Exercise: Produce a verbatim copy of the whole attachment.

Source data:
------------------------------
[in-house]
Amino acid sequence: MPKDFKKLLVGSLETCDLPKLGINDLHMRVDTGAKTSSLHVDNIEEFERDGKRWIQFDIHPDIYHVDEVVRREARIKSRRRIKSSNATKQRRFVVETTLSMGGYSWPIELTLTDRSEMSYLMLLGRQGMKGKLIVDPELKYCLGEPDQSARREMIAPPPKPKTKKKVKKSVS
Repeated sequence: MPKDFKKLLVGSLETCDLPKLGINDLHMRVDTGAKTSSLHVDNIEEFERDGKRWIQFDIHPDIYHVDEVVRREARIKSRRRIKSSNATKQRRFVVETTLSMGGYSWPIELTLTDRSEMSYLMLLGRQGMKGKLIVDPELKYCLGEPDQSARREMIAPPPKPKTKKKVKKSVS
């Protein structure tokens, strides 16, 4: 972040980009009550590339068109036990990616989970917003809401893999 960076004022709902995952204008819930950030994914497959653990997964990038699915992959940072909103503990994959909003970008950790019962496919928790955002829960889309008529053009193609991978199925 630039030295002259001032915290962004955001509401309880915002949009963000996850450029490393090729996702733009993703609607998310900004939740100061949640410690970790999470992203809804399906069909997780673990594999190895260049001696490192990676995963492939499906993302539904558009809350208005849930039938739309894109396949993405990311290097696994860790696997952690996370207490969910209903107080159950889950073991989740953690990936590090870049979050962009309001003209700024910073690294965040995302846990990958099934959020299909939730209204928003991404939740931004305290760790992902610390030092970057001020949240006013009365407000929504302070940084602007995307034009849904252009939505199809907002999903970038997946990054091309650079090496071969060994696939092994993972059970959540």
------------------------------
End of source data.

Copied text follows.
[in-house]
Amino acid sequence: MPKDFKKLLVGSLETCDLPKLGINDLHMRVDTGAKTSSLHVDNIEEFERDGKRWIQFDIHPDIYHVDEVVRREARIKSRRRIKSSNATKQRRFVVETTLSMGGYSWPIELTLTDRSEMSYLMLLGRQGMKGKLIVDPELKYCLGEPDQSARREMIAPPPKPKTKKKVKKSVS
Repeated sequence: MPKDFKKLLVGSLETCDLPKLGINDLHMRVDTGAKTSSLHVDNIEEFERDGKRWIQFDIHPDIYHVDEVVRREARIKSRRRIKSSNATKQRRFVVETTLSMGGYSWPIELTLTDRSEMSYLMLLGRQGMKGKLIVDPELKYCLGEPDQSARREMIAPPPKPKTKKKVKKSVS
């Protein structure tokens, strides 16, 4: 972040980009009550590339068109036990990616989970917003809401893999 960076004022709902995952204008819930950030994914497959653990997964990038699915992959940072909103503990994959909003970008950790019962496919928790955002829960889309008529053009193609991978199925 630039030295002259001032915290962004955001509401309880915002949009963000996850450029490393090729996702733009993703609607998310900004939740100061949640410690970790999470992203809804399906069909997780673990594999190895260049001696490192990676995963492939499906993302539904558009809350208005849930039938739309894109396949993405990311290097696994860790696997952690996370207490969910209903107080159950889950073991989740953690990936590090870049979050962009309001003209700024910073690294965040995302846990990958099934959020299909939730209204928003991404939740931004305290760790992902610390030092970057001020949240006013009365407000929504302070940084602007995307034009849904252009939505199809907002999903970038997946990054091309650079090496071969060994696939092994993972059970959540």